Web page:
By virtue of the arrangement according to the invention, the web can be moistened and heated simultaneously even more effectively than what has been possible in the prior art. The heated water already itself imports heat to the web and, as saturated steam can be used as the atomization-assisting gas, also the impinging steam heats the web in the same fashion as in a steam-blowing system. Hot water has a lower viscosity and surface tension of hot water thus allowing better penetration of the hot water into the web. A particularly advantageous benefit of the invention is the facility of controlling web profile by an array of spray nozzles that makes it possible to control the web temperature and moisture content profiles simultaneously. In addition to the control of moistening water application, a new control facility is offered in the form of temperature control of the applied water. Generally, effective control of the web moisture content and temperature profiles on the dryer section of a paper or paperboard making machine is difficult and, as the web is very hot on this section, the moistening capability of steam boxes remains inferior due to the minimal condensation. On the other hand, application of cold water modifies the web temperature profile and such cooling of the web invokes a need for increased amount of evaporating energy. However, when the web is moistened using hot water, more energy is imported to the web and the efficiency of water application is good. Hence, the invention is well suited for controlling the qualities of a paper or paperboard web as well as the manufacturing process thereof on a dryer or calender section. The invention may be efficiently adapted to the relaxation of stresses in a paper or paperboard web by way of moistening therewith an overdried paper web or a paperboard.

The invention may be adapted to operate in conjunction with any type of steam box construction. The only essential requirement is that the water mist being sprayed cannot evaporate to the surrounding atmosphere or cool down prior to impinging on the web. Hence, the water spraying must take place in a space capable of supporting an atmosphere sufficiently saturated with steam, which in practice can be implemented in a closed box wherein the web being treated acts as one of the box walls. Steam boxes are described, e.g., in Pat. Nos. FI 91,301 and U.S. Pat. No. 6,207,020.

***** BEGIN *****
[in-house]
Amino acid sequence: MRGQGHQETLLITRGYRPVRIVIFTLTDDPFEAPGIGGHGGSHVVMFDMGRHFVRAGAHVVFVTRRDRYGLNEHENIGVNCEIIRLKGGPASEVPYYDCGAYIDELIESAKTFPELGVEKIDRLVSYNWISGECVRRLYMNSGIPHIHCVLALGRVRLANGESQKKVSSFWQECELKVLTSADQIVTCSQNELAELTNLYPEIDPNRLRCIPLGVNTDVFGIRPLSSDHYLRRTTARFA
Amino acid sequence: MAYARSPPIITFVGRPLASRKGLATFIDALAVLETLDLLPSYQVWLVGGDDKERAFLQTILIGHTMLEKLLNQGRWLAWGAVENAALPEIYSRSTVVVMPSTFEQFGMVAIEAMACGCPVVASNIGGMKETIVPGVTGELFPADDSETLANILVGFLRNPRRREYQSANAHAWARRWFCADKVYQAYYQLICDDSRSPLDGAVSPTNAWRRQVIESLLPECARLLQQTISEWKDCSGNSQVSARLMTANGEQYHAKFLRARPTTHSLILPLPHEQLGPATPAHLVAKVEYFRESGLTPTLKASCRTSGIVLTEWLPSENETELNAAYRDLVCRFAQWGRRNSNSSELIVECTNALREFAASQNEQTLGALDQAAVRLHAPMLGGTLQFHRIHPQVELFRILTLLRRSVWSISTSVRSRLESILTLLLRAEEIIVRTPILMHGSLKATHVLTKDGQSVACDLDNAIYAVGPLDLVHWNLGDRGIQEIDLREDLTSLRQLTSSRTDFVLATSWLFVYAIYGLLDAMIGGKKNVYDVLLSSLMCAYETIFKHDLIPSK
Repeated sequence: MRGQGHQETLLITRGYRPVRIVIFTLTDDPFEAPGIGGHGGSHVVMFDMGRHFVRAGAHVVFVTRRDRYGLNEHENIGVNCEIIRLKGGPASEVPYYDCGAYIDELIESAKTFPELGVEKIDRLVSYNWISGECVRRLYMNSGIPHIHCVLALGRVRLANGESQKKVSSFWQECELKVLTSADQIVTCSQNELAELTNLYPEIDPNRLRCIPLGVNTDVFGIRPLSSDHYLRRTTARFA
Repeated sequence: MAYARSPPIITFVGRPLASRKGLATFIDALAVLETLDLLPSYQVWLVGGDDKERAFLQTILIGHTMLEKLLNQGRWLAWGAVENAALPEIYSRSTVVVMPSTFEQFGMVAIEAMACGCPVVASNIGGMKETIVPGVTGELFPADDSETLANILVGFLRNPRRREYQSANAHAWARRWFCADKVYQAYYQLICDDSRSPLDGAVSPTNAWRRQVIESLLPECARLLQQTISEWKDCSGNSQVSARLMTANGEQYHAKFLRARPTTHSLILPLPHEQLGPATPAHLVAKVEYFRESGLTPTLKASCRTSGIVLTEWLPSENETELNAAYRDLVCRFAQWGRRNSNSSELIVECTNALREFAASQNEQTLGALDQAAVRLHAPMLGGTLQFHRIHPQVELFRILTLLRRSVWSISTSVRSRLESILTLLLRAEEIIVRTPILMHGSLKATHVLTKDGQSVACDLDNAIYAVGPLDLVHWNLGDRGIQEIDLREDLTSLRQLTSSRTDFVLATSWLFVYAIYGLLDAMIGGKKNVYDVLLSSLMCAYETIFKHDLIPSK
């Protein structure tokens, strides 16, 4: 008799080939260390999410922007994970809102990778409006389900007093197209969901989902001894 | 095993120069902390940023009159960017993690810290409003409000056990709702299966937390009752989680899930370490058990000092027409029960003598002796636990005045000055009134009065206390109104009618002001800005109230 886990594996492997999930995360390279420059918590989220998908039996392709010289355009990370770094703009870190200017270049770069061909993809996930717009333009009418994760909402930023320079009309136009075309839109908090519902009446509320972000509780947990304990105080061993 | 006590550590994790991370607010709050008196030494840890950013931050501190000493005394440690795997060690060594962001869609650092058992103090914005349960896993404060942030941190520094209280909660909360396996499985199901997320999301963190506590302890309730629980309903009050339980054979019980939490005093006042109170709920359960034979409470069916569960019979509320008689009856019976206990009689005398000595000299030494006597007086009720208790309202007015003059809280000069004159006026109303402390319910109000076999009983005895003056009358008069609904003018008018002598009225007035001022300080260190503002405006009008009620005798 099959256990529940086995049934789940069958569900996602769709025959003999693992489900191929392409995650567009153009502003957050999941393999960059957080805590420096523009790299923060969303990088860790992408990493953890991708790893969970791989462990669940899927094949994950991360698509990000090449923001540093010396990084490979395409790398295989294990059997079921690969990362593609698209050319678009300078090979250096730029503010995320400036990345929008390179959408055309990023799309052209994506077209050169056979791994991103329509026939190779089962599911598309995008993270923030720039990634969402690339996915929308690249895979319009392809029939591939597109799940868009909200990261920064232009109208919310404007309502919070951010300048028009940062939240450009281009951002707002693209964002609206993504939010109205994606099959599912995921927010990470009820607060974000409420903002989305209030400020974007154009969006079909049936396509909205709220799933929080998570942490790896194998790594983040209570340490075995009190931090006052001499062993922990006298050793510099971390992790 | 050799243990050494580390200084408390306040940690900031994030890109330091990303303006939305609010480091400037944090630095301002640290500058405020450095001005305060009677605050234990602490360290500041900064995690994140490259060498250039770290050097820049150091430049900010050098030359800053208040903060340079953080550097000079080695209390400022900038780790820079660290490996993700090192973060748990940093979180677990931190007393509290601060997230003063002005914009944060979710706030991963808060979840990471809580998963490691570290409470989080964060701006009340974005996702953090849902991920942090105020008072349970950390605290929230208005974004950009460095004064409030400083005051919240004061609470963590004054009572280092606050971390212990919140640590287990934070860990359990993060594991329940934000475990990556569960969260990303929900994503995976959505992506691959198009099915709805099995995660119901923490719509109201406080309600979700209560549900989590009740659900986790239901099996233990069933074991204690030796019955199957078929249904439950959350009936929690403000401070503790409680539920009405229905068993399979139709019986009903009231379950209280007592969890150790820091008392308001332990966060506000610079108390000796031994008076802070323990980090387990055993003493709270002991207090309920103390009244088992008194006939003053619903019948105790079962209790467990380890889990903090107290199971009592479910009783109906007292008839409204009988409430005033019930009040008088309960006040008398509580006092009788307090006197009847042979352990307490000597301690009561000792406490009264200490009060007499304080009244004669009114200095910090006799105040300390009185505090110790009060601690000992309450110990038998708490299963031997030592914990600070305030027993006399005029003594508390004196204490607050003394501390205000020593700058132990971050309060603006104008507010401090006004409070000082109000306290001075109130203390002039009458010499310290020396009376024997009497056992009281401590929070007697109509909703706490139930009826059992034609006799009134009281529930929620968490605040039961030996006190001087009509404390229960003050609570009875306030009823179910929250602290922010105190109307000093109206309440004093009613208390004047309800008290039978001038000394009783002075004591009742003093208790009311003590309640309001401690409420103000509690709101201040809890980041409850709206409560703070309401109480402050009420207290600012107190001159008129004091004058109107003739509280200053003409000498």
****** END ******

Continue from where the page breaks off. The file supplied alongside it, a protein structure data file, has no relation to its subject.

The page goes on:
BRIEF DESCRIPTION OF THE DRAWINGS

In the following, the invention is examined with the help of the appended drawings, wherein

FIG. 1 is a diagrammatic view of an embodiment of a steam box according to the invention;

FIG. 2 is a partially sectional view of a detail of the steam box of FIG. 1;

FIG. 3 is cross-sectional view corresponding to FIG. 2; and

FIG. 4 is a cross-sectional view of a nozzle suitable for use in the steam box according to the invention;

DETAILED DESCRIPTION OF THE PRESENTLY PREFERRED EMBODIMENTS

In the following, a preferred embodiment of the steam box is described suitable for use in conjunction with the invention. More specifically, this steam box construction is described in co-pending Pat. Nos. FI 91,301 and U.S. Pat. No. 5,355,595.

The steam box may be located below a running paper web 1 or, alternatively, above the web as in FIG. 1. The steam box is surrounded by an enclosing structure 2 having the steam box components located therein. Steam is fed into the steam box via an infeed pipe 3, and the amount of steam injected onto web 1 is controlled by valves 5-7. The steam is blown against web 1 via a distribution grille 4. The valves 5-7 are arranged into groups of three valves. Each group includes three valves of different sizes, and each control segment along the cross-machine length of the steam box is provided with one such valve group. The use of differently sized valves gives a wide control range of applied steam quantity. The kinetic energy of the steam jet being blown against web 1 must be made so high that it doctors away the air boundary layer traveling with web 1 thus allowing the steam to heat the web. At low flow rates (2-20 kg/m/h), the steam flow velocity in a large-diameter valve remains so low that no steam can be blown to web 1. However, the use of a smaller valve allows the kinetic energy of steam flow to be made sufficiently high even at smaller flow rates.